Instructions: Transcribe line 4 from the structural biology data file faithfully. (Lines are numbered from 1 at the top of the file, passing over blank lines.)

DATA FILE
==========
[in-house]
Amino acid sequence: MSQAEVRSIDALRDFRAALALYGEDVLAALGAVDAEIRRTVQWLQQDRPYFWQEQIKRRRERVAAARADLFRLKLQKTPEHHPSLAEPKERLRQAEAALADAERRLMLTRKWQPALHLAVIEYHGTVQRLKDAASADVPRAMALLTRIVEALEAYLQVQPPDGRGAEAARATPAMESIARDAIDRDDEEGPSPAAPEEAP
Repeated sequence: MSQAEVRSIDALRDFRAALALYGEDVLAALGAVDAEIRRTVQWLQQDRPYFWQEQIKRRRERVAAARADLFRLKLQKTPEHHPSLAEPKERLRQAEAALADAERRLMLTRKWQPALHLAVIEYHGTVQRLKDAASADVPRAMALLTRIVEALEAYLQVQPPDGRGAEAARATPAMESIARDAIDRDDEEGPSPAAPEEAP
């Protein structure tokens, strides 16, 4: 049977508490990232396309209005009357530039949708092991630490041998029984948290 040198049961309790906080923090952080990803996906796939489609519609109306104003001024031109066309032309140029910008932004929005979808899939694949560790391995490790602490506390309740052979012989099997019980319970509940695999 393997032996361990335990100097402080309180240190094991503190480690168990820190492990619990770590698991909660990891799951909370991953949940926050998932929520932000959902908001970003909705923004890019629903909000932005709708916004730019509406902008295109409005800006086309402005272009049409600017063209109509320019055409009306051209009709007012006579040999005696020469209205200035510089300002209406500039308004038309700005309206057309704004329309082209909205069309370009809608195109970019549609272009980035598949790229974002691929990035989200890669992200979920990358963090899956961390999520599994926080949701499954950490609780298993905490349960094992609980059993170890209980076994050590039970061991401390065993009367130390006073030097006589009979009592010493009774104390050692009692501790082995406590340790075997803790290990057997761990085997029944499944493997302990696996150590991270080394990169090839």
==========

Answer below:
């Protein structure tokens, strides 16, 4: 049977508490990232396309209005009357530039949708092991630490041998029984948290 040198049961309790906080923090952080990803996906796939489609519609109306104003001024031109066309032309140029910008932004929005979808899939694949560790391995490790602490506390309740052979012989099997019980319970509940695999 393997032996361990335990100097402080309180240190094991503190480690168990820190492990619990770590698991909660990891799951909370991953949940926050998932929520932000959902908001970003909705923004890019629903909000932005709708916004730019509406902008295109409005800006086309402005272009049409600017063209109509320019055409009306051209009709007012006579040999005696020469209205200035510089300002209406500039308004038309700005309206057309704004329309082209909205069309370009809608195109970019549609272009980035598949790229974002691929990035989200890669992200979920990358963090899956961390999520599994926080949701499954950490609780298993905490349960094992609980059993170890209980076994050590039970061991401390065993009367130390006073030097006589009979009592010493009774104390050692009692501790082995406590340790075997803790290990057997761990085997029944499944493997302990696996150590991270080394990169090839």